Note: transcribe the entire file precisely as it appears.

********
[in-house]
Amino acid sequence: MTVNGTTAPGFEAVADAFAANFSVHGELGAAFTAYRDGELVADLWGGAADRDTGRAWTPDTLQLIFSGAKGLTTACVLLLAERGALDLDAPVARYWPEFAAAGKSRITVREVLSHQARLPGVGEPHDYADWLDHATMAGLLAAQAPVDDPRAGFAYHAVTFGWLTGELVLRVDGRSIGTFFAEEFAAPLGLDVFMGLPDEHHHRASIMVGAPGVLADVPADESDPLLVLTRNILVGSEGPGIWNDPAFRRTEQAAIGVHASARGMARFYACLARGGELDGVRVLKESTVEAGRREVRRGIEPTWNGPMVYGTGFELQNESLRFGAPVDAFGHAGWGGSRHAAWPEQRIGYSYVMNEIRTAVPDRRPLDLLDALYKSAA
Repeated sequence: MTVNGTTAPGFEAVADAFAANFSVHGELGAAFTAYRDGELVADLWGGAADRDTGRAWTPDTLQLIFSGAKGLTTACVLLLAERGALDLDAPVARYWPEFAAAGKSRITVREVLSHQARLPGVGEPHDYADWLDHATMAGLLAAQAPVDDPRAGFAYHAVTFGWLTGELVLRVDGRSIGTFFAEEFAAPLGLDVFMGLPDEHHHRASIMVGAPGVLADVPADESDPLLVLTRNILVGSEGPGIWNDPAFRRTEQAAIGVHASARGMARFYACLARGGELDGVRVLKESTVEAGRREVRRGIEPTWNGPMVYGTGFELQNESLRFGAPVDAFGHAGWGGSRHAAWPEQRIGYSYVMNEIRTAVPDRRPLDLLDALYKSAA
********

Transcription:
[in-house]
Amino acid sequence: MTVNGTTAPGFEAVADAFAANFSVHGELGAAFTAYRDGELVADLWGGAADRDTGRAWTPDTLQLIFSGAKGLTTACVLLLAERGALDLDAPVARYWPEFAAAGKSRITVREVLSHQARLPGVGEPHDYADWLDHATMAGLLAAQAPVDDPRAGFAYHAVTFGWLTGELVLRVDGRSIGTFFAEEFAAPLGLDVFMGLPDEHHHRASIMVGAPGVLADVPADESDPLLVLTRNILVGSEGPGIWNDPAFRRTEQAAIGVHASARGMARFYACLARGGELDGVRVLKESTVEAGRREVRRGIEPTWNGPMVYGTGFELQNESLRFGAPVDAFGHAGWGGSRHAAWPEQRIGYSYVMNEIRTAVPDRRPLDLLDALYKSAA
Repeated sequence: MTVNGTTAPGFEAVADAFAANFSVHGELGAAFTAYRDGELVADLWGGAADRDTGRAWTPDTLQLIFSGAKGLTTACVLLLAERGALDLDAPVARYWPEFAAAGKSRITVREVLSHQARLPGVGEPHDYADWLDHATMAGLLAAQAPVDDPRAGFAYHAVTFGWLTGELVLRVDGRSIGTFFAEEFAAPLGLDVFMGLPDEHHHRASIMVGAPGVLADVPADESDPLLVLTRNILVGSEGPGIWNDPAFRRTEQAAIGVHASARGMARFYACLARGGELDGVRVLKESTVEAGRREVRRGIEPTWNGPMVYGTGFELQNESLRFGAPVDAFGHAGWGGSRHAAWPEQRIGYSYVMNEIRTAVPDRRPLDLLDALYKSAA